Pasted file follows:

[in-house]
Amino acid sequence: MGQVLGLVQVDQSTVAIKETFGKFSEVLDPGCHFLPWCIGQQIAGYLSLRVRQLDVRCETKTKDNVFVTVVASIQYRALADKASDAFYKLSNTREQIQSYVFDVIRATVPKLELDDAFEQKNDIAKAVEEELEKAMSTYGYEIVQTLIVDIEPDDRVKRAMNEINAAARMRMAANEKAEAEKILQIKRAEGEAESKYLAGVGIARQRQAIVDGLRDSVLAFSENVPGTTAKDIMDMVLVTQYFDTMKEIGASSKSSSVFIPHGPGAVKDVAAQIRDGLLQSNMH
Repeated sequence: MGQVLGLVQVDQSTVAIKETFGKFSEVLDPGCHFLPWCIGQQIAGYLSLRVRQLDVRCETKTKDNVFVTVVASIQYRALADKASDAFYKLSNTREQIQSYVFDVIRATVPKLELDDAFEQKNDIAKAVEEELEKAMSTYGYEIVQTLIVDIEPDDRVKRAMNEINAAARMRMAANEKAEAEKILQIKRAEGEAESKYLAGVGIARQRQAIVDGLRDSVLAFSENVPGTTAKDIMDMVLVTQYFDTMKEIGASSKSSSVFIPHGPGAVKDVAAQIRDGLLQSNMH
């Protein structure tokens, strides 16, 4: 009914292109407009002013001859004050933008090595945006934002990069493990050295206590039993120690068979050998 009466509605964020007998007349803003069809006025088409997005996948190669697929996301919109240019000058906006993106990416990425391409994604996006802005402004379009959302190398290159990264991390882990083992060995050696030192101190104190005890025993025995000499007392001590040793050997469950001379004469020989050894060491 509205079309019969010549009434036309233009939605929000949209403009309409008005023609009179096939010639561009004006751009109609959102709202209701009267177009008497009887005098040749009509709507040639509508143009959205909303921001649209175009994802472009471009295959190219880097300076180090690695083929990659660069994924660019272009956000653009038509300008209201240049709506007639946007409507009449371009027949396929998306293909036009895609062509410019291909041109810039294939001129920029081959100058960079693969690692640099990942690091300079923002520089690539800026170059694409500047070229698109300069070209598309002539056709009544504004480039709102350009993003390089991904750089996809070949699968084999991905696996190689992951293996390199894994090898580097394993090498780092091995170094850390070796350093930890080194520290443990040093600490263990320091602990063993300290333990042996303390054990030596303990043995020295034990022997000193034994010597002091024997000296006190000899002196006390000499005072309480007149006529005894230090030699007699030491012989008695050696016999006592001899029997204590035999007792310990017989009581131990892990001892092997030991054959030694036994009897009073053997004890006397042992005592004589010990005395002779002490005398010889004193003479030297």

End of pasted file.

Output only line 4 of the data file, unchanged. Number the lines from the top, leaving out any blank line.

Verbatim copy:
């Protein structure tokens, strides 16, 4: 009914292109407009002013001859004050933008090595945006934002990069493990050295206590039993120690068979050998 009466509605964020007998007349803003069809006025088409997005996948190669697929996301919109240019000058906006993106990416990425391409994604996006802005402004379009959302190398290159990264991390882990083992060995050696030192101190104190005890025993025995000499007392001590040793050997469950001379004469020989050894060491 509205079309019969010549009434036309233009939605929000949209403009309409008005023609009179096939010639561009004006751009109609959102709202209701009267177009008497009887005098040749009509709507040639509508143009959205909303921001649209175009994802472009471009295959190219880097300076180090690695083929990659660069994924660019272009956000653009038509300008209201240049709506007639946007409507009449371009027949396929998306293909036009895609062509410019291909041109810039294939001129920029081959100058960079693969690692640099990942690091300079923002520089690539800026170059694409500047070229698109300069070209598309002539056709009544504004480039709102350009993003390089991904750089996809070949699968084999991905696996190689992951293996390199894994090898580097394993090498780092091995170094850390070796350093930890080194520290443990040093600490263990320091602990063993300290333990042996303390054990030596303990043995020295034990022997000193034994010597002091024997000296006190000899002196006390000499005072309480007149006529005894230090030699007699030491012989008695050696016999006592001899029997204590035999007792310990017989009581131990892990001892092997030991054959030694036994009897009073053997004890006397042992005592004589010990005395002779002490005398010889004193003479030297």